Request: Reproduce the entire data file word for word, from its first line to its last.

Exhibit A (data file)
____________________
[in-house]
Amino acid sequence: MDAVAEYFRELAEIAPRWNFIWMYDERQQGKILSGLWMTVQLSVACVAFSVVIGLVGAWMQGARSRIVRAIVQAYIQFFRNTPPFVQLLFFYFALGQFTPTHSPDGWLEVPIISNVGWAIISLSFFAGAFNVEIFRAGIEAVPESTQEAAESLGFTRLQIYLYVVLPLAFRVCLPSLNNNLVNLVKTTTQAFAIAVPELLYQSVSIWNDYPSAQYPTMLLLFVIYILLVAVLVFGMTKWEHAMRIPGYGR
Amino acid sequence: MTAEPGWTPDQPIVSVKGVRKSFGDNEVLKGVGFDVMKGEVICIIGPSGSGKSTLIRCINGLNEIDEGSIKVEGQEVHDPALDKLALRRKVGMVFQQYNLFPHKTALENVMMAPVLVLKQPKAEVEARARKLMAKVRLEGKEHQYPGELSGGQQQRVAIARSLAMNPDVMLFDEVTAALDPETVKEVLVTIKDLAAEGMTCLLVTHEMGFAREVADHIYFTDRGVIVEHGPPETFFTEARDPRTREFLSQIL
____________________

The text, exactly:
[in-house]
Amino acid sequence: MDAVAEYFRELAEIAPRWNFIWMYDERQQGKILSGLWMTVQLSVACVAFSVVIGLVGAWMQGARSRIVRAIVQAYIQFFRNTPPFVQLLFFYFALGQFTPTHSPDGWLEVPIISNVGWAIISLSFFAGAFNVEIFRAGIEAVPESTQEAAESLGFTRLQIYLYVVLPLAFRVCLPSLNNNLVNLVKTTTQAFAIAVPELLYQSVSIWNDYPSAQYPTMLLLFVIYILLVAVLVFGMTKWEHAMRIPGYGR
Amino acid sequence: MTAEPGWTPDQPIVSVKGVRKSFGDNEVLKGVGFDVMKGEVICIIGPSGSGKSTLIRCINGLNEIDEGSIKVEGQEVHDPALDKLALRRKVGMVFQQYNLFPHKTALENVMMAPVLVLKQPKAEVEARARKLMAKVRLEGKEHQYPGELSGGQQQRVAIARSLAMNPDVMLFDEVTAALDPETVKEVLVTIKDLAAEGMTCLLVTHEMGFAREVADHIYFTDRGVIVEHGPPETFFTEARDPRTREFLSQIL